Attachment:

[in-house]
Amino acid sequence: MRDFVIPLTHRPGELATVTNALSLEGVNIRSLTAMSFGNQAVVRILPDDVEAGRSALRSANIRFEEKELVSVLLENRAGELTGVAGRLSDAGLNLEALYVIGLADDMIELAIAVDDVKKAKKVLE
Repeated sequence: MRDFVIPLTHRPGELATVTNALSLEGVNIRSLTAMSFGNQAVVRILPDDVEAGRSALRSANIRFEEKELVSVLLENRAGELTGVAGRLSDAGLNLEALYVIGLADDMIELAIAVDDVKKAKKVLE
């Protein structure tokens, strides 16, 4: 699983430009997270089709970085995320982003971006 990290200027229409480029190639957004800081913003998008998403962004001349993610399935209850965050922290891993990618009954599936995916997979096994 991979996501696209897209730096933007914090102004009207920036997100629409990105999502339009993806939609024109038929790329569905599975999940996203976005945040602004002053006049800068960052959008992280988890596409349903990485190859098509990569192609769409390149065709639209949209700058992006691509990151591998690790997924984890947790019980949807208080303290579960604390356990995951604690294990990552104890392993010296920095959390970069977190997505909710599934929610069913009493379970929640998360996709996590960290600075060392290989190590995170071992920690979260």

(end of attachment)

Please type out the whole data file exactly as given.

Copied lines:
[in-house]
Amino acid sequence: MRDFVIPLTHRPGELATVTNALSLEGVNIRSLTAMSFGNQAVVRILPDDVEAGRSALRSANIRFEEKELVSVLLENRAGELTGVAGRLSDAGLNLEALYVIGLADDMIELAIAVDDVKKAKKVLE
Repeated sequence: MRDFVIPLTHRPGELATVTNALSLEGVNIRSLTAMSFGNQAVVRILPDDVEAGRSALRSANIRFEEKELVSVLLENRAGELTGVAGRLSDAGLNLEALYVIGLADDMIELAIAVDDVKKAKKVLE
């Protein structure tokens, strides 16, 4: 699983430009997270089709970085995320982003971006 990290200027229409480029190639957004800081913003998008998403962004001349993610399935209850965050922290891993990618009954599936995916997979096994 991979996501696209897209730096933007914090102004009207920036997100629409990105999502339009993806939609024109038929790329569905599975999940996203976005945040602004002053006049800068960052959008992280988890596409349903990485190859098509990569192609769409390149065709639209949209700058992006691509990151591998690790997924984890947790019980949807208080303290579960604390356990995951604690294990990552104890392993010296920095959390970069977190997505909710599934929610069913009493379970929640998360996709996590960290600075060392290989190590995170071992920690979260």